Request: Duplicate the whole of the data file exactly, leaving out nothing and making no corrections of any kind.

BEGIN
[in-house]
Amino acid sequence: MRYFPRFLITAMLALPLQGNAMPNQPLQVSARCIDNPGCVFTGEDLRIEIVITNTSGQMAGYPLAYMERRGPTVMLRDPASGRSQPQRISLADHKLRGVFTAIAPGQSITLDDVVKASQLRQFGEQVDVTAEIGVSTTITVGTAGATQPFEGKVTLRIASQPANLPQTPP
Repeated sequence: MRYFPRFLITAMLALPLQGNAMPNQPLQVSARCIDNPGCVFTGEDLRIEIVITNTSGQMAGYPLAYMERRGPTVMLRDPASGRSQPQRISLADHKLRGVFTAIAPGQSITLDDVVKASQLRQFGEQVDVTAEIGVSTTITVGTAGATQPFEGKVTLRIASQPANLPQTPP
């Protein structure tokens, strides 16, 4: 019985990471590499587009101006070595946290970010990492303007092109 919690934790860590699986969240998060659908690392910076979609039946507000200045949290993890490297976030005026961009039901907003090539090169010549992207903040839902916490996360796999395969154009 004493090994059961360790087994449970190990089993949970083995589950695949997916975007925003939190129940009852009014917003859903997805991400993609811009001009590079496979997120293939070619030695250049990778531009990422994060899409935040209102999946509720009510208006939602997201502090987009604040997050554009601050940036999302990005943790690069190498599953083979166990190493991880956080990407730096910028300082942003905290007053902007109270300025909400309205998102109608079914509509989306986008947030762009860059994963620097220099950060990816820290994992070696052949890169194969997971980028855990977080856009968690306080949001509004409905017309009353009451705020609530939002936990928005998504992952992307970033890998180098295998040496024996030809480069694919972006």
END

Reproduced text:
[in-house]
Amino acid sequence: MRYFPRFLITAMLALPLQGNAMPNQPLQVSARCIDNPGCVFTGEDLRIEIVITNTSGQMAGYPLAYMERRGPTVMLRDPASGRSQPQRISLADHKLRGVFTAIAPGQSITLDDVVKASQLRQFGEQVDVTAEIGVSTTITVGTAGATQPFEGKVTLRIASQPANLPQTPP
Repeated sequence: MRYFPRFLITAMLALPLQGNAMPNQPLQVSARCIDNPGCVFTGEDLRIEIVITNTSGQMAGYPLAYMERRGPTVMLRDPASGRSQPQRISLADHKLRGVFTAIAPGQSITLDDVVKASQLRQFGEQVDVTAEIGVSTTITVGTAGATQPFEGKVTLRIASQPANLPQTPP
């Protein structure tokens, strides 16, 4: 019985990471590499587009101006070595946290970010990492303007092109 919690934790860590699986969240998060659908690392910076979609039946507000200045949290993890490297976030005026961009039901907003090539090169010549992207903040839902916490996360796999395969154009 004493090994059961360790087994449970190990089993949970083995589950695949997916975007925003939190129940009852009014917003859903997805991400993609811009001009590079496979997120293939070619030695250049990778531009990422994060899409935040209102999946509720009510208006939602997201502090987009604040997050554009601050940036999302990005943790690069190498599953083979166990190493991880956080990407730096910028300082942003905290007053902007109270300025909400309205998102109608079914509509989306986008947030762009860059994963620097220099950060990816820290994992070696052949890169194969997971980028855990977080856009968690306080949001509004409905017309009353009451705020609530939002936990928005998504992952992307970033890998180098295998040496024996030809480069694919972006």